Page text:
This month in the Romance Academy, PHS columnist Melissa Blue is looking at a hero in a classic romance who'd be a hard sell for modern-day readers...
Let’s get back in our time machine. Five years ago, Georgette Heyer was the new (but old) hot romance author. Her publisher had revamped her titles to create buzz. So all I heard about was her books. In particular, The Grand Sophy. Oh, the wonderful things I heard about this book.
Mostly it was that the heroine was my reader crack. She was vivacious. She was a Grade A, in-a-class-of-her-own, boss level meddler. In short, a fixer who didn’t suffer from a martyr complex. That made her a control freak and that always makes the implied promise, she would lose control.
Now I was on the fence because this particular title was published in the 1950s. To say social mores were different would be an understatement. Thoughts and feelings like that easily bleed onto the page no matter how hard the writer tries to unearth them. Social norms are the air we breathe.
So that warning blaring in my mind, I gave The Grand Sophy a read.
Here’s a short recap of the plot and overall story that I pulled from my review back in 2012:
“Girl's father sends girl to relatives to stay for an undetermined amount of time while he goes on an adventure to Brazil. Hilarity ensues because even though the father describes Sophy as sweet she is hell on wheels and a meddler of epic proportions. Girl drives hero crazy with her shenanigans and they fall in love.”
This tells you everything you need to know and nothing at all. For the simple fact the first time I read this book, I had no idea who the hero was. During all that praising I had heard of this book there were a few facts that either flew past me or wasn’t mentioned.
Let me paint the picture.
Remember, I’m reading this book in 2012. It was published in 1950. Yet it’s the setting of the novel that makes it actually historical.
Yet the heroine feels very modern. She’s no different than all the heroines I love in historicals now. She has a good sense of herself. She is a bit take no prisoners but if taking prisoners fixes a problem, she totally would. Everyone eventually falls in love with her as people usually do with a heroine who is fun, funny and a meddler.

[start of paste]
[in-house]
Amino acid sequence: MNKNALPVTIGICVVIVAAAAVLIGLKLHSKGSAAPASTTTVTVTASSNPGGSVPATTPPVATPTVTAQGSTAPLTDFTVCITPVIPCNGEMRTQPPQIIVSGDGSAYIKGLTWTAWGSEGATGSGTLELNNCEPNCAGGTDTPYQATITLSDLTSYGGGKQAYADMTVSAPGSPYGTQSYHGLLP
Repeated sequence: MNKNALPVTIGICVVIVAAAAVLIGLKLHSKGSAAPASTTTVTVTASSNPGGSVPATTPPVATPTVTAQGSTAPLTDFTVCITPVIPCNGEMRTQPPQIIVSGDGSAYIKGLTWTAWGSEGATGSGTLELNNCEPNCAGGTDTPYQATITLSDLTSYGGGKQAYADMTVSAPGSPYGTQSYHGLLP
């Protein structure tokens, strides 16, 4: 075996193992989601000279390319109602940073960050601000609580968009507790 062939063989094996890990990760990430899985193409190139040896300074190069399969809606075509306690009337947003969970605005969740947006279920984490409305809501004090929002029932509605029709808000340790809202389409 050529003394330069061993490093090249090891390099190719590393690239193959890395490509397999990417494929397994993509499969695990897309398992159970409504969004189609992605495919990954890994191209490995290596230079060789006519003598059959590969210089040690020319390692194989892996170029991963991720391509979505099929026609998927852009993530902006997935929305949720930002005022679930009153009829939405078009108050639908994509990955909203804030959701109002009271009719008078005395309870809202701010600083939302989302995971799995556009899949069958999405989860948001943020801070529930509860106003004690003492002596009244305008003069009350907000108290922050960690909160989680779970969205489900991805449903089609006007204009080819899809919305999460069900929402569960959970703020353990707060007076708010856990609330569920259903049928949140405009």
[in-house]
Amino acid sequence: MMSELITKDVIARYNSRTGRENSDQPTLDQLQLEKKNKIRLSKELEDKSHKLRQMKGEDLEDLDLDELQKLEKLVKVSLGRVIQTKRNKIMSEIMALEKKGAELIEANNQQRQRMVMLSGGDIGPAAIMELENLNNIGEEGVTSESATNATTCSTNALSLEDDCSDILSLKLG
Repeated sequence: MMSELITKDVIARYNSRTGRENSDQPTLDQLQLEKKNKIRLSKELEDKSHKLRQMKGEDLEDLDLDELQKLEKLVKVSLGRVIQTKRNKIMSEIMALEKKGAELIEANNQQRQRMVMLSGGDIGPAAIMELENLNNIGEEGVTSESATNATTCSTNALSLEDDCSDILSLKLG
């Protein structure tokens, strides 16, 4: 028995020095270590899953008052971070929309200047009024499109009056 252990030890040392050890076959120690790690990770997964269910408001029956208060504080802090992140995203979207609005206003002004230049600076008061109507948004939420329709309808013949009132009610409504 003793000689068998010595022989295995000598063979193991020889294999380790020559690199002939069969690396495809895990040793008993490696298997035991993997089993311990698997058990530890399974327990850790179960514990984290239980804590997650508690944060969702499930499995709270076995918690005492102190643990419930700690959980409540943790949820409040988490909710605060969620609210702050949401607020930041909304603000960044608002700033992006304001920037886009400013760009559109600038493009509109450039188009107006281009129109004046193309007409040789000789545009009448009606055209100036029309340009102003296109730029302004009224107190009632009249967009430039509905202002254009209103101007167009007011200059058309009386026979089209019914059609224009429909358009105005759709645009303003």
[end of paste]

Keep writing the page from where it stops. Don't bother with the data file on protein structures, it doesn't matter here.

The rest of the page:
Everyone except for one cousin. He’s the head of the family. He’s stoic, staid and Sophy listens to him not. Drives him nuts, which was so fun to watch.
So I’m reading and waiting for the hero to arrive, because she so deserves a hero. I’m beyond amused at her shenanigans. I’m loving the fact that even though her cousin is all I ain’t got time for your meddling, stop it, he’s slowly but surely starting to care for his cousin.
I’m reading along and getting so damn frustrated because WHERE IS THE HERO? I was promised a romance, dammit.
Then I hit a scene where it hits me. My memory is fuzzy but I believe Sophy, being the outlandish woman she is, goads the hero into shooting a playing card. In a house.
The staid, stoic, stick in the mud is completely unraveled.
My jaw hit the floor because HE—Charles—HER COUSIN, IS THE HERO.
Do I need to explain why he so couldn’t be the hero of a historical in 2017?
(I’m not even going to touch on the anti-Semitic leanings that I stepped into like dog poo near the back end of the novel.)
But, yes, this is a romance novel where the hero is her cousin.
* slow blink *
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Melissa's latest release, Bluest of Blue, is out now. For more information about her and her writing, check out her website and follow her on Facebook and Twitter.